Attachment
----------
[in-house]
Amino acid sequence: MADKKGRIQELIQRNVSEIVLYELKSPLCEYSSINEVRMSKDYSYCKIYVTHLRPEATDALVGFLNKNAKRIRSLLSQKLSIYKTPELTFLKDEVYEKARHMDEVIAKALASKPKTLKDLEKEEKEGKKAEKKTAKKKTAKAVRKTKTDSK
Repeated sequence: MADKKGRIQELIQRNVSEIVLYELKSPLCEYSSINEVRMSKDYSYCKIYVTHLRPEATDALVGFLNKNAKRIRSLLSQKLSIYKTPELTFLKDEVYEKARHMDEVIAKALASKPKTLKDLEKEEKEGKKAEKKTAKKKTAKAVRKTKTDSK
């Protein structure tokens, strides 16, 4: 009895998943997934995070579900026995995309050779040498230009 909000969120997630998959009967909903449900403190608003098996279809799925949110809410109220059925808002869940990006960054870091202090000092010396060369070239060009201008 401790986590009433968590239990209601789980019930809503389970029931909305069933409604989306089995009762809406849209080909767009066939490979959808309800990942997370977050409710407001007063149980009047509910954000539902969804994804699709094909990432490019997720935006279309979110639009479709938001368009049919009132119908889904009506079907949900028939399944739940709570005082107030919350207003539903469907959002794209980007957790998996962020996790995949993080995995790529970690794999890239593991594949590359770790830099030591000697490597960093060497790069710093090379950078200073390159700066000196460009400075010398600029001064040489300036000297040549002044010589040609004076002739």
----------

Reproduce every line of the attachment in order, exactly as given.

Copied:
[in-house]
Amino acid sequence: MADKKGRIQELIQRNVSEIVLYELKSPLCEYSSINEVRMSKDYSYCKIYVTHLRPEATDALVGFLNKNAKRIRSLLSQKLSIYKTPELTFLKDEVYEKARHMDEVIAKALASKPKTLKDLEKEEKEGKKAEKKTAKKKTAKAVRKTKTDSK
Repeated sequence: MADKKGRIQELIQRNVSEIVLYELKSPLCEYSSINEVRMSKDYSYCKIYVTHLRPEATDALVGFLNKNAKRIRSLLSQKLSIYKTPELTFLKDEVYEKARHMDEVIAKALASKPKTLKDLEKEEKEGKKAEKKTAKKKTAKAVRKTKTDSK
């Protein structure tokens, strides 16, 4: 009895998943997934995070579900026995995309050779040498230009 909000969120997630998959009967909903449900403190608003098996279809799925949110809410109220059925808002869940990006960054870091202090000092010396060369070239060009201008 401790986590009433968590239990209601789980019930809503389970029931909305069933409604989306089995009762809406849209080909767009066939490979959808309800990942997370977050409710407001007063149980009047509910954000539902969804994804699709094909990432490019997720935006279309979110639009479709938001368009049919009132119908889904009506079907949900028939399944739940709570005082107030919350207003539903469907959002794209980007957790998996962020996790995949993080995995790529970690794999890239593991594949590359770790830099030591000697490597960093060497790069710093090379950078200073390159700066000196460009400075010398600029001064040489300036000297040549002044010589040609004076002739």